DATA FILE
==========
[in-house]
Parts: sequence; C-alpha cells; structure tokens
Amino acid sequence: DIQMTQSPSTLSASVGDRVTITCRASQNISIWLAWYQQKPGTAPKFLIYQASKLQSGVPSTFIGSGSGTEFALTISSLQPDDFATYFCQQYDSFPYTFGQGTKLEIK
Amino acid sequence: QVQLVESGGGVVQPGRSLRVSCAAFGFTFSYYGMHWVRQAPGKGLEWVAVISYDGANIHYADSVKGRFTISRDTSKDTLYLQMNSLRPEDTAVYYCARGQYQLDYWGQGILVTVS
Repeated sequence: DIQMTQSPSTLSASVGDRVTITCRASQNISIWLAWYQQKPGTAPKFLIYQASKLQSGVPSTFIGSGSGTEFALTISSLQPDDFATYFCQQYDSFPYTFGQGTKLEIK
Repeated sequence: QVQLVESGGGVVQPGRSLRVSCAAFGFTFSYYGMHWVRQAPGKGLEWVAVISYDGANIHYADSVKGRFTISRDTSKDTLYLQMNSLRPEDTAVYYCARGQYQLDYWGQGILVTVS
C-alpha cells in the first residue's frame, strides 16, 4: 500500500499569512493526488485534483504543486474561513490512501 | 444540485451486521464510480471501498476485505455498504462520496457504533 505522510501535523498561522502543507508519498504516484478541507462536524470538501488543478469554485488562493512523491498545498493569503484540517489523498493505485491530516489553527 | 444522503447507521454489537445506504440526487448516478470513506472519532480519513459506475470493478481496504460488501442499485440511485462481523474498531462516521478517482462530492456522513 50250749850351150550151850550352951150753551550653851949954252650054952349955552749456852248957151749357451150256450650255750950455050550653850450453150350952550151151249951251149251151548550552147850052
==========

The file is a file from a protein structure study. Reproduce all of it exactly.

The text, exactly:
[in-house]
Parts: sequence; C-alpha cells; structure tokens
Amino acid sequence: DIQMTQSPSTLSASVGDRVTITCRASQNISIWLAWYQQKPGTAPKFLIYQASKLQSGVPSTFIGSGSGTEFALTISSLQPDDFATYFCQQYDSFPYTFGQGTKLEIK
Amino acid sequence: QVQLVESGGGVVQPGRSLRVSCAAFGFTFSYYGMHWVRQAPGKGLEWVAVISYDGANIHYADSVKGRFTISRDTSKDTLYLQMNSLRPEDTAVYYCARGQYQLDYWGQGILVTVS
Repeated sequence: DIQMTQSPSTLSASVGDRVTITCRASQNISIWLAWYQQKPGTAPKFLIYQASKLQSGVPSTFIGSGSGTEFALTISSLQPDDFATYFCQQYDSFPYTFGQGTKLEIK
Repeated sequence: QVQLVESGGGVVQPGRSLRVSCAAFGFTFSYYGMHWVRQAPGKGLEWVAVISYDGANIHYADSVKGRFTISRDTSKDTLYLQMNSLRPEDTAVYYCARGQYQLDYWGQGILVTVS
C-alpha cells in the first residue's frame, strides 16, 4: 500500500499569512493526488485534483504543486474561513490512501 | 444540485451486521464510480471501498476485505455498504462520496457504533 505522510501535523498561522502543507508519498504516484478541507462536524470538501488543478469554485488562493512523491498545498493569503484540517489523498493505485491530516489553527 | 444522503447507521454489537445506504440526487448516478470513506472519532480519513459506475470493478481496504460488501442499485440511485462481523474498531462516521478517482462530492456522513 50250749850351150550151850550352951150753551550653851949954252650054952349955552749456852248957151749357451150256450650255750950455050550653850450453150350952550151151249951251149251151548550552147850052